I was thinking how can I help? I knew we needed a lot of money, and I wondered, how could I raise some? Then in November 1979 we heard about the International Airport idea. So I called all of my friends together, and twenty-two of us met and decided to form the St. George’s Airport Development Committee. . . .
All this involvement has changed my life so much, you know, and all the members of the Committee say the same thing. We are much more involved in the Revolution, and we are always being called upon to help.
I landed in Grenada for the first time in the summer of 1981. The revolution was a mere two years old, but it had already gone through major challenges, among them the confrontations with Rastas in Tivoli, the closing of the Torchlight newspaper, and, most violently, the Queens Park bombing, in which an attempted assassination of the leadership of the People’s Revolutionary Government (PRG) had led tragically to the deaths of three young girls and a hundred others being wounded.
Nevertheless, coming from the first year of Edward Seaga and the conservative Jamaica Labour Party’s triumph in the 1980 Jamaican elections, and the drastic rightward turn in Jamaican politics, there was still a palpable sense of energy, excitement, and possibility for the future in the air. The daily and weekly agenda of activities was relentless. There were the openings of new facilities, like the Cuban-funded Sandino construction facility, the Beausejour radio transmitting station, the new National Transport Service bus system, and overarching them all, the work on the international airport at Point Salines, which was transforming an impossibly hilly and swampy area in the south of the island into what would be a runway for full-sized commercial jets.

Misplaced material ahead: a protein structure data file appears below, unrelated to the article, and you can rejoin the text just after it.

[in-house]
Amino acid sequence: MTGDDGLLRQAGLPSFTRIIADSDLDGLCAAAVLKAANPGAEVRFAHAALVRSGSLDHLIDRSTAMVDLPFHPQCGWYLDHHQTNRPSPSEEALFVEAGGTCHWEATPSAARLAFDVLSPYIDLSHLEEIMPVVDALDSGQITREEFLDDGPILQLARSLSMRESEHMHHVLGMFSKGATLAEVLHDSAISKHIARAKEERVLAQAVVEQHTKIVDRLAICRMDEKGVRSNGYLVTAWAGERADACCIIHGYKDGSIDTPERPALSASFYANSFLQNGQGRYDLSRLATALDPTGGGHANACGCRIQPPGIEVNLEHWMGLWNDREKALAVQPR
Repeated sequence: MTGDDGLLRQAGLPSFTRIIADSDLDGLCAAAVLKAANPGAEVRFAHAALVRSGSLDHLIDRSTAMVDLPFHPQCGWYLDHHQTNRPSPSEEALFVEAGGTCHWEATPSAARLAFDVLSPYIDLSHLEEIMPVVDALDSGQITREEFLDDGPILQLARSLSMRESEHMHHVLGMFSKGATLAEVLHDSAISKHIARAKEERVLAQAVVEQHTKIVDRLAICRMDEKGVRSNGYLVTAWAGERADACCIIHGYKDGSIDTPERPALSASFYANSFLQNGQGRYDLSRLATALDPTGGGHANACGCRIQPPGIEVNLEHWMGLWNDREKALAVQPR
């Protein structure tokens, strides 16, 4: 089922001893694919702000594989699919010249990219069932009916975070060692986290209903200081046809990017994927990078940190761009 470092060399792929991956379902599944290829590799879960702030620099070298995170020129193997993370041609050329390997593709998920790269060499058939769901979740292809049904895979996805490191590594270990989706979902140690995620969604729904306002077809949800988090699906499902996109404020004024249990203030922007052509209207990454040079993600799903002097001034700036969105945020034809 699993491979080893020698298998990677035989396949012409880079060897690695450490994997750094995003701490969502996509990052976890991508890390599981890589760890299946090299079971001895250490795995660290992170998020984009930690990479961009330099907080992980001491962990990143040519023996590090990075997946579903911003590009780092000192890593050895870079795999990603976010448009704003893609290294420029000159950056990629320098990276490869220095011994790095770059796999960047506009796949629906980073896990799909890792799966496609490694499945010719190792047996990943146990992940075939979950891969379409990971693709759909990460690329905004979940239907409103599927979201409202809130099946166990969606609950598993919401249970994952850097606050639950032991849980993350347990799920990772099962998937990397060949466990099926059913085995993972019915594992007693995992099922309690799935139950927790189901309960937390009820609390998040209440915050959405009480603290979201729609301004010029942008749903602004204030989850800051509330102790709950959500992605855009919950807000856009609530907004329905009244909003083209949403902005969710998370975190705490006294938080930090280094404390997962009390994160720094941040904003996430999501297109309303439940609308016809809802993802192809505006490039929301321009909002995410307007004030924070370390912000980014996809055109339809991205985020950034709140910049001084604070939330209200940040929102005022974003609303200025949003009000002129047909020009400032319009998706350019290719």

These were interspersed with international solidarity conferences, among them the 1981 Intellectuals Conference, which brought Caribbean writers and thinkers from across the region and the diaspora and heads of state, among them Zambia’s president Kenneth Kaunda, Mozambique’s Samora Machel, Nicaragua’s Daniel Ortega, and (when he was still in power) Jamaica’s Michael Manley. And then there were the famous personalities, among them Angela Davis, Harry Belafonte, and Barbados’s own George Lamming. In this tsunami of popular activity, in which crowds intermingled with leaders, both visiting and local, and in which voluntary Sundays working to fix roads was just another excuse for a rally, to work together and come together, there was a noticeable loosening of the traditional distance between the formalities of officialdom of the state and the celebratory space of the people.
If we think of Mikhail Bakhtin’s development of the notion of carnival as a revolutionary space, a space of transgression and subversion, then turning it around, “the Revo,” as it was fondly called by supporters, was a carnival of popular expression and empowerment through mutual association, participation, and voluntary engagement.